The state House and Senate have introduced separate versions of a new state budget that both include a controversial capital gains tax proposal and enough spending to significantly reduce the state savings account.
Both houses must pass their budget versions and then agree on a compromise document by a scheduled April 25 adjournment before passing it on to Governor Inslee for approval or possible vetoes. The proposals are House bill 1094 and Senate bill 5092.
Both documents approach $60 billion in spending. They include a proposed 7% tax on capital gains over $250,000, which has been opposed by Republican minorities in the Legislature. The tax is intended to fund a tax credit for low-income families as well as childcare.
If approved, a court challenge to the capital gains tax as an unconstitutional income tax is expected. Such a tax would be attached to the sale of personal assets including businesses.
State revenues have been coming in above expectations. Washington Retail opposes a host of proposed new taxes under consideration by the Legislature including the capital gains tax and has urged state lawmakers to instead demonstrate better management of existing revenues. WR expects the capital gains tax to narrowly win Legislature approval and be signed into law by the Governor.
While other states across the country face budget deficits due to decreased revenues, Washington is expected to receive a $3.5 billion surplus.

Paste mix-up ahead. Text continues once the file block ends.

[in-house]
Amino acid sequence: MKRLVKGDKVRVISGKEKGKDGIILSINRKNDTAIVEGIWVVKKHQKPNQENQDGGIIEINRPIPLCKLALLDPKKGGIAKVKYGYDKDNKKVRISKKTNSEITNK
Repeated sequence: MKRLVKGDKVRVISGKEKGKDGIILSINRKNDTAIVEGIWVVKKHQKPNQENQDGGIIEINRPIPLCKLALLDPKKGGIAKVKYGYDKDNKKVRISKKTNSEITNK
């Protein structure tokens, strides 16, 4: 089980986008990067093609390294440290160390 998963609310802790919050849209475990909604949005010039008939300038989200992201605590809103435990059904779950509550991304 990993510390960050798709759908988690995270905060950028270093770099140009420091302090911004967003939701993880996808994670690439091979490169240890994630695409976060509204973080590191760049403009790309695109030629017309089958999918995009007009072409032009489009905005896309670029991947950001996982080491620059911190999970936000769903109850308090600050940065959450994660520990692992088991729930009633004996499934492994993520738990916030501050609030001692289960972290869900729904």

According to a Washington Research Council review of the budget documents, some major spending items include:
- $278.1 million for an additional five days of K–12 instruction in school year 2021–22
- $90.7 million in 2019–21 and $147.4 million in 2021–23 for long-term care COVID temporary rate increases
- $146.5 million for home and community-based services enhancements
- $100.0 million for foundational public health
- $142.2 million for the working families tax credit
- $144.0 million for local government assistance
- $99.6 million to cancel state employee furloughs
The House budget version would leave a $199 million fund balance while the Senate document leaves $170 million in state financial reserves. These balances are important in future years as unanticipated expenses come up and determine the state’s ability to meet them.